We had to shed a lot of baggage to get to the top of the mountain. Up there, life is simpler. There’s no electricity and no running water, unless you count the rain which cut deep ruts in the trail that wound around the mountain.
It was four-wheel-drive country and we had a minivan. Really, it was a horse or oxcart trail and most people came to the church on foot.
We drove across the island of Cuba – seven people and our filming equipment stuffed into the minivan. To go, we had to drastically trim our luggage.
We’d already done that once, leaving a third of our clothes and equipment back in Cancun. Now we sliced again, trying to anticipate equipment needs. We ended up taking two sets of clothes – the ones we wore and a clean set – for the four-day journey.
We walked the last half mile up the trail, allowing the minivan to lurch and bump its way without our extra weight. As we turned the final corner, we saw over 100 people in the clearing waiting for us.
A small group waited under a tree, gathered around an oxcart. Children were playing in the shadow of the church and knots of people stood near the parsonage.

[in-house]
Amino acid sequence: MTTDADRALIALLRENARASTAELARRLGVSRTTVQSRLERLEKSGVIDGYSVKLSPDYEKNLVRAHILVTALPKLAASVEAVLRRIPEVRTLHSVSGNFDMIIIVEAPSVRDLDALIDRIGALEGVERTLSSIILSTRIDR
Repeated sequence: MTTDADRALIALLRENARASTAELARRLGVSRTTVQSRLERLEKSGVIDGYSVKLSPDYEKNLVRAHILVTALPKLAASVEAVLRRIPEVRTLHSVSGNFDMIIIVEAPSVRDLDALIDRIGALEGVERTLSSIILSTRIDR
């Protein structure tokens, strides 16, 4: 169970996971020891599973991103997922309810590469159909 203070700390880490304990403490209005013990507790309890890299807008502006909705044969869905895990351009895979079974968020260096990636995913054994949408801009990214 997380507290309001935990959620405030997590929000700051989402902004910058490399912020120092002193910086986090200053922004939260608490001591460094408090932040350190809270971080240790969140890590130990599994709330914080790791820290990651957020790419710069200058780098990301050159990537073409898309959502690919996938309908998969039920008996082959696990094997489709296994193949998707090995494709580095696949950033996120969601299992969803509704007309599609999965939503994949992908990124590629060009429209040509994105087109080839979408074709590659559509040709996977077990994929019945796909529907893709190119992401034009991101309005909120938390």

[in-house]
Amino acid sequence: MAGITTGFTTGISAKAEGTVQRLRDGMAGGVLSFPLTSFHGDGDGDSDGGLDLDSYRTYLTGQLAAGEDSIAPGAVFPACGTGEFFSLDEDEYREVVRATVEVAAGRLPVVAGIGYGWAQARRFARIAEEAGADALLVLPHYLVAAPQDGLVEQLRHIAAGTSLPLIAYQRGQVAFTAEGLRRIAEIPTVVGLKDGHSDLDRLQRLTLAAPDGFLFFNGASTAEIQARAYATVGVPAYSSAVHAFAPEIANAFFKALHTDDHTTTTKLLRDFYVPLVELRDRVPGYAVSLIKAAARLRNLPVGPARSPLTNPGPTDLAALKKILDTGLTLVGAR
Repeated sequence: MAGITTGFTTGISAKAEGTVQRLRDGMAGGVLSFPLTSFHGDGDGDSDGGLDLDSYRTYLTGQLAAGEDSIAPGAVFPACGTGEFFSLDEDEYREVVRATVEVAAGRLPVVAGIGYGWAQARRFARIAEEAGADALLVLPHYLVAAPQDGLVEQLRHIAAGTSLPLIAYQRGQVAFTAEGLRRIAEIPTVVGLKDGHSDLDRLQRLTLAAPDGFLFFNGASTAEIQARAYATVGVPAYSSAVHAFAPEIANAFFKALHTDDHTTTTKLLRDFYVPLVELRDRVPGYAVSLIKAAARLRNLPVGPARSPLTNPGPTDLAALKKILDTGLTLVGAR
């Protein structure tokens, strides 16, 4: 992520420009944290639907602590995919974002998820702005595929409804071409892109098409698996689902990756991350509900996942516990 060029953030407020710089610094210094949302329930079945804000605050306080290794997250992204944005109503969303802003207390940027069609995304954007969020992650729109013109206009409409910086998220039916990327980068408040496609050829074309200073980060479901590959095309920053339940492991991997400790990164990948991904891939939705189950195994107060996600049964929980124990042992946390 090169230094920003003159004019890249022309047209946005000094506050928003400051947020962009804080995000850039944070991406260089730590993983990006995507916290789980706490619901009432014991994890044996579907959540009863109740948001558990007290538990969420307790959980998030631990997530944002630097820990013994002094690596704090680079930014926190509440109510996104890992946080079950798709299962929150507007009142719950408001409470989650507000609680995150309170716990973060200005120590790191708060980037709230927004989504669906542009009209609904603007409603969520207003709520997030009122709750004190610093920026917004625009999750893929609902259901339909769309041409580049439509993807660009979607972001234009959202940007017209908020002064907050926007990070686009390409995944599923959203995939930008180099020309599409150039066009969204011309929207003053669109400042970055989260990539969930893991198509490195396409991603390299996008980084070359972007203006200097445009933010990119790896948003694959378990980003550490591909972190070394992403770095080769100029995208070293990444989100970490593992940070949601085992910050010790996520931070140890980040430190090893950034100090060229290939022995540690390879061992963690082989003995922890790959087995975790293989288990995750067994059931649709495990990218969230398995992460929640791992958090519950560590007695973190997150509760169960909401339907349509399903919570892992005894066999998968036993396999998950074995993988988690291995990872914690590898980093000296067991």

The women came to kiss our cheeks and the men, after a quick handshake, took our bags.
We were whisked into the house for a cup of espresso – the cup of hospitality in Cuba – and allowed to change to fresh clothes.
“When does the graduation start?” I asked our director.
“Right now,” he said. “As soon as we get there.”
This seminary, tucked away in the mountains nearly 600 miles from the city of Havana, had instructed 14 students in Bible knowledge for three years. This was their first graduation and the mountains were alive with excitement.
They had waited for us, the church exuberantly decorated with flowers and ribbons.
Tomorrow: their sacrifice